On the other hand…

On the other hand…

: Having taken The Times to task for Sarah Boxer’s story, below, let me also say that Edward Wong’s front-page story today about voters killed in Iraq on election day being mourned as martyrs is wonderful. Good story, well-reported, well-written, different perspective, right play.

Salim Yacoubi bent over to kiss the purple ink stain on his twin brother’s right index finger, gone cold with death.

“You can see the finger with which he voted,” Shukur Jasim, a friend of the dead man, said as he cast a tearful gaze on the body, sprawled across a washer’s concrete slab. “He’s a martyr now.”

  • http://RuthCalvo Ruth

    I think everyone hopes that their newfound pride is a buoying force that keeps the Iraqi people together and striving for their own power.

  • http://www.moderatelyangry.blogspot.com Cincinnatus

    Would that you condemned those who speculated dangerously about who Salam Pax was, and what background he came from. . . .
    Oh yeah, you did that.
    Kettle meet pot.

  • http://runscared.blogspot.com/ Jazz

    The only argument I’ve seen made against the Sara Boxer piece which seems to hold any water is that perhaps the Times needs to write to the least common denominator among their readers. Only a person who didn’t know what the word vitriol meant could have taken that as a serious endorsement of the charges.
    I originally read the article before I saw any of the blogstorm arising from it among the war supporters. I was completely shocked at how it was being interpreted by otherwise intelligent seeming writers, and I remain puzzled to this day.
    It was an article on the sniping that goes on between sides over questions such as this, and the partisan extremes that lead to such wars of words. That was clear from the first moment I read the article and is just as clear now. Jarvis admits that the “bullseye on their heads” was a red herring, which was the only other argument against the piece which even came close.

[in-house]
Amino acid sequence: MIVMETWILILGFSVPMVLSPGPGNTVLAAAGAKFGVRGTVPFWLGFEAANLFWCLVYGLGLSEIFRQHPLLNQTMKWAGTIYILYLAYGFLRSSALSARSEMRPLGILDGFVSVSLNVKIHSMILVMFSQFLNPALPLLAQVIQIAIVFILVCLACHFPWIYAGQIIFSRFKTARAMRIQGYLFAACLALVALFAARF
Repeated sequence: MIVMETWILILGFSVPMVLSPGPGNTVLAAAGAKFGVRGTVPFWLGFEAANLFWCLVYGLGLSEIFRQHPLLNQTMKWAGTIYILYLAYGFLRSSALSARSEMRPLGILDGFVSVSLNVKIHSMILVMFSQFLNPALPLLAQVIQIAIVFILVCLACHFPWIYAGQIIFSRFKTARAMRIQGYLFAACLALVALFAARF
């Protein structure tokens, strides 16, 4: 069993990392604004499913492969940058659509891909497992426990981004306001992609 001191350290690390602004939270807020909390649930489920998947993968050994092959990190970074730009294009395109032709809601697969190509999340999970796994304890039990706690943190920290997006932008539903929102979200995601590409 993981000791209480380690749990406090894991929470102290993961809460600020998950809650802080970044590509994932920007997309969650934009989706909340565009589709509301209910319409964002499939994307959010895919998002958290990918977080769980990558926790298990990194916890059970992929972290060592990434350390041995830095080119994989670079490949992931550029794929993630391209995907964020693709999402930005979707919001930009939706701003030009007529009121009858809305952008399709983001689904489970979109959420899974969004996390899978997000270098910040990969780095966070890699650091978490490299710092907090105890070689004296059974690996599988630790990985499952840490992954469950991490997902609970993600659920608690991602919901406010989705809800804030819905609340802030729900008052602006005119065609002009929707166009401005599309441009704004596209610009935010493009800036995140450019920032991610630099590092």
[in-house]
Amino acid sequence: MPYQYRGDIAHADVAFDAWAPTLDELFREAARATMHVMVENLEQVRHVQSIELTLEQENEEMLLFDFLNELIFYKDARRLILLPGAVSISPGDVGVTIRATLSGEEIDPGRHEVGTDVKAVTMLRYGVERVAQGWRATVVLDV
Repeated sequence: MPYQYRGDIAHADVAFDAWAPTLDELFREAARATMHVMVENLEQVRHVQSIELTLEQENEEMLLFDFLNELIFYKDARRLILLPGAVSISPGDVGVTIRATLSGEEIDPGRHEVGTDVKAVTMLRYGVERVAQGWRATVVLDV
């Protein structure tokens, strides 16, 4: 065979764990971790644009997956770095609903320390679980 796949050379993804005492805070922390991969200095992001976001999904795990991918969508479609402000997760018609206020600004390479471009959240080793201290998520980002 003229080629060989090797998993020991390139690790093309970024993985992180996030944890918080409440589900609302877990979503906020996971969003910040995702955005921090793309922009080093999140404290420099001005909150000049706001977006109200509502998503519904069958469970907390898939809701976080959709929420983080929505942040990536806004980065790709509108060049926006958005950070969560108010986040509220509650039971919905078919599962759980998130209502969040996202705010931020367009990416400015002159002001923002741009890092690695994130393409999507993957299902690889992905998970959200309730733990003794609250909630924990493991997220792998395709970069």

This looks, at least to an outside perspective, as if the entire ado was nothing more than a knee jerk reaction to anyone who even suggested that the IRM brothers were in some way connected to Bush administration interests. (A question which still carries a lot of weight and has not been answered.)

  • Trapeze

    a knee jerk reaction to anyone who even suggested that the IRM brothers were in some way connected to Bush administration interests. (A question which still carries a lot of weight and has not been answered.)
    You gotta be kidding me.

  • jeremy in NYC

    Aargh. Cincinattus, he’s answered this in other threads. If your tactic is gong to be to just keep repeating that over and over again, you’re going to get boring very quickly (plus look like you’re avoiding dealing with the answer).

  • http://www.thinkpeoplethink.com AndrewBB

    So Jeff likes a piece that reinforces his views, but dislikes those that don’t. That’s the message I’m getting out of this. Nothing enlightening there either. Oh and that he looks at his own actions differently, what because he’s “only blogging.” Hmm. Standards are supposed to stand.
    My take? The NYT was trying too hard to be “with it.” The Boxer piece was trying to take on the personality of the average blogger. It’s quality of conclusion is equal. The writing is better.